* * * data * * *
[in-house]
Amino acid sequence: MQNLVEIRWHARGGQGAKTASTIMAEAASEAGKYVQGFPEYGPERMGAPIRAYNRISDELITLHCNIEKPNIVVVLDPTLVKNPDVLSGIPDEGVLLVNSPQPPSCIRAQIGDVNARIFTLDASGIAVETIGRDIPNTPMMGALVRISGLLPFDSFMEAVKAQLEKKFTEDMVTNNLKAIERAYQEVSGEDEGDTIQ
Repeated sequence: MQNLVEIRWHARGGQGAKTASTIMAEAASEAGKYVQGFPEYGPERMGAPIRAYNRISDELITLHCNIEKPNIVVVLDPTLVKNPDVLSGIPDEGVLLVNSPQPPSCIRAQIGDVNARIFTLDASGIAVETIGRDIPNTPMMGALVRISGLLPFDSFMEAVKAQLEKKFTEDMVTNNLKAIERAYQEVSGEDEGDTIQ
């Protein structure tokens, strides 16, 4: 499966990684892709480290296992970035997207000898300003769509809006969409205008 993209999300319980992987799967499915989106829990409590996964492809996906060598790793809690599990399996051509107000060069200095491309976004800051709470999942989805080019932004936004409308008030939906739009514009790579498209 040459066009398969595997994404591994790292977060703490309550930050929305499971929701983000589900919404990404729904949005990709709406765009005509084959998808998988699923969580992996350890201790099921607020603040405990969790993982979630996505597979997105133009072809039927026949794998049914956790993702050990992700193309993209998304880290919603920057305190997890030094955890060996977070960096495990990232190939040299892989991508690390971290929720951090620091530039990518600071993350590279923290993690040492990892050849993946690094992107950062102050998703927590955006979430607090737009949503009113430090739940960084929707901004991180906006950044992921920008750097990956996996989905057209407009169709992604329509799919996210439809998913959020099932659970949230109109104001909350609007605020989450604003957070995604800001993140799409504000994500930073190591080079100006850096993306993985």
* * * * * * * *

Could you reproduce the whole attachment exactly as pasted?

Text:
[in-house]
Amino acid sequence: MQNLVEIRWHARGGQGAKTASTIMAEAASEAGKYVQGFPEYGPERMGAPIRAYNRISDELITLHCNIEKPNIVVVLDPTLVKNPDVLSGIPDEGVLLVNSPQPPSCIRAQIGDVNARIFTLDASGIAVETIGRDIPNTPMMGALVRISGLLPFDSFMEAVKAQLEKKFTEDMVTNNLKAIERAYQEVSGEDEGDTIQ
Repeated sequence: MQNLVEIRWHARGGQGAKTASTIMAEAASEAGKYVQGFPEYGPERMGAPIRAYNRISDELITLHCNIEKPNIVVVLDPTLVKNPDVLSGIPDEGVLLVNSPQPPSCIRAQIGDVNARIFTLDASGIAVETIGRDIPNTPMMGALVRISGLLPFDSFMEAVKAQLEKKFTEDMVTNNLKAIERAYQEVSGEDEGDTIQ
């Protein structure tokens, strides 16, 4: 499966990684892709480290296992970035997207000898300003769509809006969409205008 993209999300319980992987799967499915989106829990409590996964492809996906060598790793809690599990399996051509107000060069200095491309976004800051709470999942989805080019932004936004409308008030939906739009514009790579498209 040459066009398969595997994404591994790292977060703490309550930050929305499971929701983000589900919404990404729904949005990709709406765009005509084959998808998988699923969580992996350890201790099921607020603040405990969790993982979630996505597979997105133009072809039927026949794998049914956790993702050990992700193309993209998304880290919603920057305190997890030094955890060996977070960096495990990232190939040299892989991508690390971290929720951090620091530039990518600071993350590279923290993690040492990892050849993946690094992107950062102050998703927590955006979430607090737009949503009113430090739940960084929707901004991180906006950044992921920008750097990956996996989905057209407009169709992604329509799919996210439809998913959020099932659970949230109109104001909350609007605020989450604003957070995604800001993140799409504000994500930073190591080079100006850096993306993985």